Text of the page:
6. Do you feel there are things in your life that compete for your worship of God? If so, what?
Christian worship is to bring God glory.
Worship is to be active, not just verbal or in our thoughts. Because of all that God has done for us and our worth of Him, we are to express that in how we live. Paul, writing instructions to the church at Corinth says, “So, whether you eat or drink, or whatever you do, do all to the glory of God” (1 Corinthians 10:31). Our everyday ordinary life purpose is to bring God glory. Bringing glory to God is something we are to do individually seven days a week as an act of worship.
7. Have you ever considered what you do every day and in every way is your worship?
8. Does that change the way you act or see things Monday through Saturday?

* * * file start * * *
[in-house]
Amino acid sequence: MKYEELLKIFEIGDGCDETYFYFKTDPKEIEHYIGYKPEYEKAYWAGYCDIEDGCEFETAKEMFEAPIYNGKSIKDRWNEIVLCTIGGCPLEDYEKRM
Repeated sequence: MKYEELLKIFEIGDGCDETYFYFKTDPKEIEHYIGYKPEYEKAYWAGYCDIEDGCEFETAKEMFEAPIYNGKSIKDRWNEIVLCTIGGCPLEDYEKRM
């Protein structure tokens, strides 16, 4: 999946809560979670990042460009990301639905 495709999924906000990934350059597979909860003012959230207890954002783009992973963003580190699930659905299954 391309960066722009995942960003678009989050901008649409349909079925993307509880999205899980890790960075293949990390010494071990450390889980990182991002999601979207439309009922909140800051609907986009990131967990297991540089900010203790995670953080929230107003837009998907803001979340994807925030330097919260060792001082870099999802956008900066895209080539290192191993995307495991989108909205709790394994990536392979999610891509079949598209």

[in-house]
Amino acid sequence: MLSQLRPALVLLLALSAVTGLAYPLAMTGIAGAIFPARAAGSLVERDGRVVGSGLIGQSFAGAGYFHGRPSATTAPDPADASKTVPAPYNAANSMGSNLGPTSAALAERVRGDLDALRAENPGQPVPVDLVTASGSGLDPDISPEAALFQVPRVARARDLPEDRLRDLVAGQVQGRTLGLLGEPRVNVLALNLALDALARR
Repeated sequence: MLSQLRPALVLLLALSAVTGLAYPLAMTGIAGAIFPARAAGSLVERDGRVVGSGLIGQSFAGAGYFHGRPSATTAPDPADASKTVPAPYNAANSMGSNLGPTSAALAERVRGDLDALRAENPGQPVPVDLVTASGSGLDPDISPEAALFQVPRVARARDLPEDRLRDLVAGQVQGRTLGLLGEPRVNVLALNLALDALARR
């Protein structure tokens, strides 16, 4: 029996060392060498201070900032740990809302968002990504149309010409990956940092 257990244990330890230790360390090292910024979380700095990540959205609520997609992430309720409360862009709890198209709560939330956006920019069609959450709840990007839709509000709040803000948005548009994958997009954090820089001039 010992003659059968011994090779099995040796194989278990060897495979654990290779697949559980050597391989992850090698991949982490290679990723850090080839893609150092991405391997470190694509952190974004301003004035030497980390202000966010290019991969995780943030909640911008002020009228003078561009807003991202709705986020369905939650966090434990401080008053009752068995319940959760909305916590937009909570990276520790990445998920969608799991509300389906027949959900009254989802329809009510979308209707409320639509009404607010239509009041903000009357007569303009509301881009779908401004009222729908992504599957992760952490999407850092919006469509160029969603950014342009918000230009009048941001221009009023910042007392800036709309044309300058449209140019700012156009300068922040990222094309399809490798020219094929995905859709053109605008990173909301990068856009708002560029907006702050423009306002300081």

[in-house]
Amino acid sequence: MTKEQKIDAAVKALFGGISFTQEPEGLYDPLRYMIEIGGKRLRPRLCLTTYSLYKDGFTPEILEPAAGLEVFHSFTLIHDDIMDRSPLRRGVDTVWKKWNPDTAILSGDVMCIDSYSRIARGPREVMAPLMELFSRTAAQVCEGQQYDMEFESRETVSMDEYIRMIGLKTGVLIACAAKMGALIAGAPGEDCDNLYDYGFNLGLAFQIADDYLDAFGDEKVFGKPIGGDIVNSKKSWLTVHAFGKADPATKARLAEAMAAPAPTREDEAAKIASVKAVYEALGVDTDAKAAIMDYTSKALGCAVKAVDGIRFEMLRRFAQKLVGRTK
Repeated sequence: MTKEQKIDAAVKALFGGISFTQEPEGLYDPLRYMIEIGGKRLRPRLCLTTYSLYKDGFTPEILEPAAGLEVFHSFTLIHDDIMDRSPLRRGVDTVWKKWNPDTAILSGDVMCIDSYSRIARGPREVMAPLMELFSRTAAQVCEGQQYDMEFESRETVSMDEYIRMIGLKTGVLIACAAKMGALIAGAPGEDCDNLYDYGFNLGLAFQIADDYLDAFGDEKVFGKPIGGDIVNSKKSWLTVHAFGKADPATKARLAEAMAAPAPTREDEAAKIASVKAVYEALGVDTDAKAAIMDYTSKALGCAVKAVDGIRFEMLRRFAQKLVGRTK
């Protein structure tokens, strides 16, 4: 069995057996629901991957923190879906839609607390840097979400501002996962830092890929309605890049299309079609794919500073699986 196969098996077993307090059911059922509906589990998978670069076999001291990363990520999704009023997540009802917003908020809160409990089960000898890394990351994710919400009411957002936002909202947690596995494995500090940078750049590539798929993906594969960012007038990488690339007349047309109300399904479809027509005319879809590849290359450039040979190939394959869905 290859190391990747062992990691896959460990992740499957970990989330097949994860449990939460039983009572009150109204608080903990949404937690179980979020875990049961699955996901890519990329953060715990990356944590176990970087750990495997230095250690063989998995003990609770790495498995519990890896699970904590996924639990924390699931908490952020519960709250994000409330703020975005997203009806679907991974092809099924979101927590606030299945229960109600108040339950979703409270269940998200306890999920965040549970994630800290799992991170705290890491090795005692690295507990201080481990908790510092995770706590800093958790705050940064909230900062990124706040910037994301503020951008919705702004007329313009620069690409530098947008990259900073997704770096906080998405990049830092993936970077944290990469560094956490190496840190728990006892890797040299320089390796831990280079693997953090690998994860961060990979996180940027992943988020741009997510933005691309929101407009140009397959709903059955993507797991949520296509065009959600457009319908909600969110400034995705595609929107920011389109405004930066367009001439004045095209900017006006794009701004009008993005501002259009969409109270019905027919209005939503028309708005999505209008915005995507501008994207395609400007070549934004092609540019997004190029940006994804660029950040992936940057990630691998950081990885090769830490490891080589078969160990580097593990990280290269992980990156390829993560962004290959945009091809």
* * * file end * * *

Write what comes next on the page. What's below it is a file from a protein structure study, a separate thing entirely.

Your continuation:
Focusing on the aspect of worshiping God in everyday life begins to have a multiplying effect on our faith and relationship with Christ. Paul refers to it as “being transformed.” In 2 Corinthians 3:18 (NIV), we read, “And we all, who with unveiled faces contemplate the Lord’s glory, are being transformed into his image with ever-increasing glory, which comes from the Lord, who is the Spirit.” As we focus on bringing glory to God every day, we become more like Christ. It also has an increasing effect on our Sunday worship.
Christian worship is to be corporate worship, which is what we typically think of as worship.
It is important that as believers, we come together weekly to gather for a time of worship.
9. What do you value about corporate worship?